A number of new privacy regulations were passed in 2023, and some passed earlier came into effect. Even more will do so in 2024, or enforcement will begin. Possibly even more influential, regulatory requirements for large tech companies will have substantial data privacy trickle-down effects on third parties that rely on their platforms and services for audience, data and revenue.
AI will surely become more regulated, and the focus on it has also further heightened consumers’ awareness of access to and use of their data. Some changes that will be coming as a result of the aforementioned regulations and business requirements will also bring welcome improvements to the consumer landscape, with more transparency, competition, innovation and consumer choice.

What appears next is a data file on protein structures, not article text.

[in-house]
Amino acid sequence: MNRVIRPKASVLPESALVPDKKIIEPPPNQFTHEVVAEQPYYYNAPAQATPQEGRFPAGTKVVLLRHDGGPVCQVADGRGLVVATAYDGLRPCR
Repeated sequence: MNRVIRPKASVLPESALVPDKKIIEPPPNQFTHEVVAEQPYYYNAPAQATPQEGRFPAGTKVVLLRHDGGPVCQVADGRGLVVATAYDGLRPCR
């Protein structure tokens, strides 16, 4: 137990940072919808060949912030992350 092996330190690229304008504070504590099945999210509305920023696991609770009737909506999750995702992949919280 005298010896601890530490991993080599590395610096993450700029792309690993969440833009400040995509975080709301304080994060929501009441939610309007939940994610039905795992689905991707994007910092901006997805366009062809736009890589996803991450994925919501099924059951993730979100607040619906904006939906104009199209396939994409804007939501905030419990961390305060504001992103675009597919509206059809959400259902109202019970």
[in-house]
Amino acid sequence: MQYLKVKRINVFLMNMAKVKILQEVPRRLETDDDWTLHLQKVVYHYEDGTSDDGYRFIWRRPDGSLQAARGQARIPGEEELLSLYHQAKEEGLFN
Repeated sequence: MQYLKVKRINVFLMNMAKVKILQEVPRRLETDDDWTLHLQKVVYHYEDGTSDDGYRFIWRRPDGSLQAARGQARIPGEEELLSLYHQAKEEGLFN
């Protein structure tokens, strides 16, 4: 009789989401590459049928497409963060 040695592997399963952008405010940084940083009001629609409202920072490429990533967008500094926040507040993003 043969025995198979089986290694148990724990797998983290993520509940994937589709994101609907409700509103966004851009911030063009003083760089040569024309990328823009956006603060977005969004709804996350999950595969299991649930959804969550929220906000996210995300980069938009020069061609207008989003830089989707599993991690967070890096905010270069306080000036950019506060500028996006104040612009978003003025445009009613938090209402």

Let’s look at some of what we can expect in data privacy in 2024.
2024 in data privacy regulations and business
A number of the laws passed in the US in 2023 will come into effect in 2024, substantially increasing the number of US states with data privacy regulations in place, with their associated requirements for businesses that process personal data.
There are several major data privacy regulations around the world that are expected to be finalized in 2024, bringing new protections to even more people, and adding additional protections in places like the European Union (EU).